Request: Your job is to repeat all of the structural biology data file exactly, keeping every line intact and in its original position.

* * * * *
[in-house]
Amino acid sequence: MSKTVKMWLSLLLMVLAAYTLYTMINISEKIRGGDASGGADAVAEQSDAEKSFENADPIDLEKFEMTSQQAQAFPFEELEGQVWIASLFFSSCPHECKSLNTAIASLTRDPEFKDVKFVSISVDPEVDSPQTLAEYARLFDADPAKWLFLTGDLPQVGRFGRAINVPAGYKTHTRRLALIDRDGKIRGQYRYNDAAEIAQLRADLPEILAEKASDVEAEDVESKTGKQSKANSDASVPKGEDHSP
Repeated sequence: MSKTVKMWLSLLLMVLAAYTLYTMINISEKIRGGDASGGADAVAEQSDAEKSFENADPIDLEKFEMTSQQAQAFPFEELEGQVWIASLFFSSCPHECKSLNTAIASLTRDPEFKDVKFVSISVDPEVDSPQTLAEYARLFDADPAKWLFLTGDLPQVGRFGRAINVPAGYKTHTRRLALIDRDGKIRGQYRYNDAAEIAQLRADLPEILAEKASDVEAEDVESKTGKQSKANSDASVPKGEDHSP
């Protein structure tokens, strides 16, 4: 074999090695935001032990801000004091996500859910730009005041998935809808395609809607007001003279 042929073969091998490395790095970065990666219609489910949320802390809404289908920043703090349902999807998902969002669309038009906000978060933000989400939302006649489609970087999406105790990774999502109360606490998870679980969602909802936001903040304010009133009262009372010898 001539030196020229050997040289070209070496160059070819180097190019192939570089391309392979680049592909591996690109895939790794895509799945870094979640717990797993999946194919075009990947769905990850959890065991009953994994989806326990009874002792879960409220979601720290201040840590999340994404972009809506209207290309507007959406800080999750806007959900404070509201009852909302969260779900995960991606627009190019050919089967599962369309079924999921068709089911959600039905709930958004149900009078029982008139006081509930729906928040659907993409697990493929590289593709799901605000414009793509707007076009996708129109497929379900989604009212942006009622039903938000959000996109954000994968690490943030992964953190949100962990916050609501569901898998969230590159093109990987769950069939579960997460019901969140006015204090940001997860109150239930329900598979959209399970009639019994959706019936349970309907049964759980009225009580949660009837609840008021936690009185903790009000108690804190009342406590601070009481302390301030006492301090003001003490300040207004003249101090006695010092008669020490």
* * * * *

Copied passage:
[in-house]
Amino acid sequence: MSKTVKMWLSLLLMVLAAYTLYTMINISEKIRGGDASGGADAVAEQSDAEKSFENADPIDLEKFEMTSQQAQAFPFEELEGQVWIASLFFSSCPHECKSLNTAIASLTRDPEFKDVKFVSISVDPEVDSPQTLAEYARLFDADPAKWLFLTGDLPQVGRFGRAINVPAGYKTHTRRLALIDRDGKIRGQYRYNDAAEIAQLRADLPEILAEKASDVEAEDVESKTGKQSKANSDASVPKGEDHSP
Repeated sequence: MSKTVKMWLSLLLMVLAAYTLYTMINISEKIRGGDASGGADAVAEQSDAEKSFENADPIDLEKFEMTSQQAQAFPFEELEGQVWIASLFFSSCPHECKSLNTAIASLTRDPEFKDVKFVSISVDPEVDSPQTLAEYARLFDADPAKWLFLTGDLPQVGRFGRAINVPAGYKTHTRRLALIDRDGKIRGQYRYNDAAEIAQLRADLPEILAEKASDVEAEDVESKTGKQSKANSDASVPKGEDHSP
């Protein structure tokens, strides 16, 4: 074999090695935001032990801000004091996500859910730009005041998935809808395609809607007001003279 042929073969091998490395790095970065990666219609489910949320802390809404289908920043703090349902999807998902969002669309038009906000978060933000989400939302006649489609970087999406105790990774999502109360606490998870679980969602909802936001903040304010009133009262009372010898 001539030196020229050997040289070209070496160059070819180097190019192939570089391309392979680049592909591996690109895939790794895509799945870094979640717990797993999946194919075009990947769905990850959890065991009953994994989806326990009874002792879960409220979601720290201040840590999340994404972009809506209207290309507007959406800080999750806007959900404070509201009852909302969260779900995960991606627009190019050919089967599962369309079924999921068709089911959600039905709930958004149900009078029982008139006081509930729906928040659907993409697990493929590289593709799901605000414009793509707007076009996708129109497929379900989604009212942006009622039903938000959000996109954000994968690490943030992964953190949100962990916050609501569901898998969230590159093109990987769950069939579960997460019901969140006015204090940001997860109150239930329900598979959209399970009639019994959706019936349970309907049964759980009225009580949660009837609840008021936690009185903790009000108690804190009342406590601070009481302390301030006492301090003001003490300040207004003249101090006695010092008669020490």